Hospital has deep roots in the village

More than a century after Hinsdale San first opened, hospital continues mission to heal

Series: Quintessential Hinsdale | Story 7

Fresh air and rest were the primary medicines administered in the early days of the Hinsdale Sanitarium. Created in the early 1900s as a place for people to rest and heal in a quiet country setting, historians have said it resembled a spa more than a medical facility.

Well over a century later, that facility, now known as UChicago Medicine AdventHealth Hinsdale, continues to keep overall wellness at the center of its care, said Adam Maycock, chief executive officer of the UCM AdventHealth hospitals in Hinsdale and La Grange. Maycock said patients are discharged with information about how to address their spiritual needs and are offered opportunities to relieve stress by visiting the hospital's chapel or spending time with a chaplain. Staff can unwind and regroup with a visit to the outdoor garden on the hospital's second floor.

Treatments, of course, have broadened exponentially since those days in the early 1900s. The latest technologies include the addition of the hospital's first hybrid operating room later this year. Maycock said the facility will allow surgical teams to quickly maneuver between minimally invasive procedures to open interventions as the needs of the patient change during surgery. The hybrid facility eliminates the need to move a patient should more invasive care become necessary.

New imaging technology also is coming to the hospital this winter, Maycock said. In all, patients will have access to about $10 million worth of new technology by the end of 2023.

As a nonprofit hospital, Maycock said the reinvestment of money into the hospital and the community has always been part of the hospital's model. Access to quality healthcare is only the first of many benefits afforded the village by the hospital, said Maycock, who said the values of the community and the hospital are closely aligned. That plays a part in what Maycock said is a mutually supportive relationship between the hospital and Hinsdale.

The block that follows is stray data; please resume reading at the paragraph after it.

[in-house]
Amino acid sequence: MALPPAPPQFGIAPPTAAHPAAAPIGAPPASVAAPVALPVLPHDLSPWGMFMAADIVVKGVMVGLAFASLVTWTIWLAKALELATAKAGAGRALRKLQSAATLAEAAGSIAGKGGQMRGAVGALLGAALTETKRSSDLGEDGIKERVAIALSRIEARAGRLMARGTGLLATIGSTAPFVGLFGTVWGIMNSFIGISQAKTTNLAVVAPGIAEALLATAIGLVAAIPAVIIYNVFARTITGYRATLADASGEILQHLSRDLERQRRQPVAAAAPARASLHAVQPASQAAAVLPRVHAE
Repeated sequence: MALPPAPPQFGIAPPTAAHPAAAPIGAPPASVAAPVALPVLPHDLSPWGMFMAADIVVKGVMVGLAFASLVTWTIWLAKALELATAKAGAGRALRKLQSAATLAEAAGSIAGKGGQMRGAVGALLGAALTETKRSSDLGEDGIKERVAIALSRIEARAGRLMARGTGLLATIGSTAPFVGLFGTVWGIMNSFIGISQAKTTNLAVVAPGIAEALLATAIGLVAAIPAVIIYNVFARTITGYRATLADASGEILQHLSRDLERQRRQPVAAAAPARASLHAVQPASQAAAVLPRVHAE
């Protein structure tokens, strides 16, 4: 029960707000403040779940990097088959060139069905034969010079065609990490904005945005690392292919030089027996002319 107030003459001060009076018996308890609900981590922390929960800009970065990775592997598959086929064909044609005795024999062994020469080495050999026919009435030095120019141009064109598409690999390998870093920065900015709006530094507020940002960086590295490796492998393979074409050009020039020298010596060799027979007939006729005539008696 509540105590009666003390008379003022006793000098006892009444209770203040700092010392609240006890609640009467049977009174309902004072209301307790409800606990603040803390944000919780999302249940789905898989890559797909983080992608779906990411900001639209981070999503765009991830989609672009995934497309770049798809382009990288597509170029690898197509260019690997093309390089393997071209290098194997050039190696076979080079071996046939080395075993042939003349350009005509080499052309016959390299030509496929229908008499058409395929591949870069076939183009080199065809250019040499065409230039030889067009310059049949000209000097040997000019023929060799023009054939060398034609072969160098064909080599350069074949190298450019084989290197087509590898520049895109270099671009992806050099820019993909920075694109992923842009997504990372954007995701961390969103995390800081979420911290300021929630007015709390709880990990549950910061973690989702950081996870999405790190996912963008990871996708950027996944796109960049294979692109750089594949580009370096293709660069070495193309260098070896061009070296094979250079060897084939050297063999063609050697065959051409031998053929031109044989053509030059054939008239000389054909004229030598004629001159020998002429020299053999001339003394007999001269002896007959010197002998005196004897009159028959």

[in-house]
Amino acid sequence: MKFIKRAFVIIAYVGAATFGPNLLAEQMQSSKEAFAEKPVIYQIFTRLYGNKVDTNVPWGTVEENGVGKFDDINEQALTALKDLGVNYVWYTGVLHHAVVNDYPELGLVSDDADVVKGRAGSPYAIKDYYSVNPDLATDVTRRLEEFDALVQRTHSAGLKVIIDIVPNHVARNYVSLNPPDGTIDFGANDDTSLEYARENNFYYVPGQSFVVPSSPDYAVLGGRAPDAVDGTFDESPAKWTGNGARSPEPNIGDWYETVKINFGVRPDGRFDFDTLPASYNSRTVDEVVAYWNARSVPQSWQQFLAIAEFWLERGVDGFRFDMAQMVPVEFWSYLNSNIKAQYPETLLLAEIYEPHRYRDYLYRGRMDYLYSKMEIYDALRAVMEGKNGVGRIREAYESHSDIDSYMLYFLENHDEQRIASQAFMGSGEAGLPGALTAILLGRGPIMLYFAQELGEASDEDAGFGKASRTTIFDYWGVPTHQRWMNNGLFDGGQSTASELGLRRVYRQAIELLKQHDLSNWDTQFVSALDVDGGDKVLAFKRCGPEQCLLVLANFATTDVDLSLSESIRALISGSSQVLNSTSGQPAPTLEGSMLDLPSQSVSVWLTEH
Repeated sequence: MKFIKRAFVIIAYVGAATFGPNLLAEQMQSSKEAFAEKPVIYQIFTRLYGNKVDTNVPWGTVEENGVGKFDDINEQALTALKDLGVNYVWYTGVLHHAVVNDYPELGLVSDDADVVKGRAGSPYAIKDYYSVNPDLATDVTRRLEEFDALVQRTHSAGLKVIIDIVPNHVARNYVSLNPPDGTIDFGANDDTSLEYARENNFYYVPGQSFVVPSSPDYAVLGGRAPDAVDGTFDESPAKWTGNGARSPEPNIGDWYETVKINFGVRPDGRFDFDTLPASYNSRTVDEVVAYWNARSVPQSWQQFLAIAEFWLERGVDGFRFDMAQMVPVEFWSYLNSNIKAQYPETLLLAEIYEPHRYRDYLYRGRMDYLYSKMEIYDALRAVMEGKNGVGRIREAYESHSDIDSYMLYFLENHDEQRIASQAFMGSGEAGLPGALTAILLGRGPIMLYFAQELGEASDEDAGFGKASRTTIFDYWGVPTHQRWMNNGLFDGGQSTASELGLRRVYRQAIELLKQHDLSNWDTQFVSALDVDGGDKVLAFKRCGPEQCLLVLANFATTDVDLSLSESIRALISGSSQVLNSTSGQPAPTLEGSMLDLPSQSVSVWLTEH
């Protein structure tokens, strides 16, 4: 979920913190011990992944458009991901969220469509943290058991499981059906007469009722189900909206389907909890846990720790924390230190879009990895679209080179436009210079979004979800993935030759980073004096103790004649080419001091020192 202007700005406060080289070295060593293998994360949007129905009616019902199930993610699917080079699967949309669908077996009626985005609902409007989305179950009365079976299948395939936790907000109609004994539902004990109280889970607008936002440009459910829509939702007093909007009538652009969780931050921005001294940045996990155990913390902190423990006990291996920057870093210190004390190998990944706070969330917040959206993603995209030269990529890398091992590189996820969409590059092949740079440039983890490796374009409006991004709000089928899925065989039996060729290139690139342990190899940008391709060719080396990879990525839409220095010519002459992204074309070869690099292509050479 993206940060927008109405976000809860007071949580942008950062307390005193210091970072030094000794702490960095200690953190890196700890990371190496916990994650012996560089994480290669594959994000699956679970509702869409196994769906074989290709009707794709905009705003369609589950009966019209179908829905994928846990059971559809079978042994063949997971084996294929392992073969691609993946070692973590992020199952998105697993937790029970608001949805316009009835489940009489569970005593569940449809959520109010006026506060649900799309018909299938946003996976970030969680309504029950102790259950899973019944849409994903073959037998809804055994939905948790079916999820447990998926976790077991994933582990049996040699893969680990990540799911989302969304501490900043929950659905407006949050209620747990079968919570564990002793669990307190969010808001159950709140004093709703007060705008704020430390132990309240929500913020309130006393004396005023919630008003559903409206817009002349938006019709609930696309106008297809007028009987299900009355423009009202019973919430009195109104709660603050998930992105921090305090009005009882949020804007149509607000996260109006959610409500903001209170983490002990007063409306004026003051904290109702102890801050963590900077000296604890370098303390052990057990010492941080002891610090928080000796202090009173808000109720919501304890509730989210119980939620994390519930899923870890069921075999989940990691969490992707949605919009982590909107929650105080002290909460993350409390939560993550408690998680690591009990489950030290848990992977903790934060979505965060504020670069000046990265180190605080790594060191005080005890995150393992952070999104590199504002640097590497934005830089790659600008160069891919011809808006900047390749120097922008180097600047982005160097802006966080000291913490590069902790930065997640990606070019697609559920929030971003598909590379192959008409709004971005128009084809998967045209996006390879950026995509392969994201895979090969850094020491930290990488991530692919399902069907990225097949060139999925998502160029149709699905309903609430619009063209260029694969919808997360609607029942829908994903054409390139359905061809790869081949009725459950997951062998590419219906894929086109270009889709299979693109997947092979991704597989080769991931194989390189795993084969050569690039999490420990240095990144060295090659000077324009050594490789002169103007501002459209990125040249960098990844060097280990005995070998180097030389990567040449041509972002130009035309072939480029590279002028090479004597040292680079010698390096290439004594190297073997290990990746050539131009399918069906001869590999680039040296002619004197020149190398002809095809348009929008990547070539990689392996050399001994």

Many of the 1,200 employees and 400 volunteers who work at the hospital also live in the community.

"There's a pride that comes with that," Maycock said.

Along with access to care, the hospital supports activities and organizations throughout the village that directly and indirectly promote health and wellness. Those efforts include sponsorship of various charity runs and the Wellness House cancer support center, as well as community enrichment activities like Hinsdale's summer concert series, Uniquely Thursdays.

Hinsdale's first responders are partners in the hospital's commitment to caring for the people of Hinsdale. Maycock said hospital leadership meets regularly with village to meet the needs of the police and fire departments with events like onsite trainings.

"We try and make it a very open door for making this place just a great place to live," he said.

Maycock said the Hinsdale community returns the favor through efforts including the Hinsdale Hospital Foundation, which most recently has collected almost $5 million in community pledges toward an upgraded neonatal intensive care unit that is expected to open in 2025.

"The community has been tremendously supportive. It's clear that this is the community's hospital," Maycock said.

Community members also support the hospital as volunteers. They offer friendly greetings to patients and families as they enter the hospital, offer guidance to help visitors find their way on the hospital's campus, and deliver mail and smiles to people in the hospital's care.

Community support of the hospital began even before the original Hinsdale Sanitarium broke ground. According to historical records, Hinsdale resident and Civil War veteran Charles Kimbell bought the 10 acres on which the original sanitarium was built and gave founders David and Mary Paulson 20 years to repay the loan.

The hospital's affiliation with the Seventh-Day Adventist Church began in 1917, according to historians, but the influence of the church on the facility's mission and methods of care began with the Paulsons, both of whom are said to have followed the teachings of the church and believed in the treatment of the whole patient - body, mind and soul.

The church and its commitment to physical and emotional health remain part of the hospital today. Maycock said church leaders serve on the hospital board to help guide fiduciary decisions, oversee quality and more.

For more than a century the hospital has continued to grow, expand and evolve on and around those original 10 acres. As the hospital approaches its 120th anniversary, Maycock said he's proud of the care the hospital has provided over the years and the relationship it has with the village and surrounding area.

"I'm happy to play a small part," he said.